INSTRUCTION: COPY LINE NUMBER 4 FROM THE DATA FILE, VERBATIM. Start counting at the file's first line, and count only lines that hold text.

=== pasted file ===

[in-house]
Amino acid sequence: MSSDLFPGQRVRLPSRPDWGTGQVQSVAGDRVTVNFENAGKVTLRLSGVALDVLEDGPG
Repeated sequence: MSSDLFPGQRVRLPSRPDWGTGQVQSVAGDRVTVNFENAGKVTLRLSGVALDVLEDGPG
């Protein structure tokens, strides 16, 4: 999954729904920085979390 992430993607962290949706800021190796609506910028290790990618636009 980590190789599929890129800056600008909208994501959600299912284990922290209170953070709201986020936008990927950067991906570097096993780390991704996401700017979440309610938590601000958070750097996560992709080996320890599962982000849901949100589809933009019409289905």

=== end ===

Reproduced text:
């Protein structure tokens, strides 16, 4: 999954729904920085979390 992430993607962290949706800021190796609506910028290790990618636009 980590190789599929890129800056600008909208994501959600299912284990922290209170953070709201986020936008990927950067991906570097096993780390991704996401700017979440309610938590601000958070750097996560992709080996320890599962982000849901949100589809933009019409289905």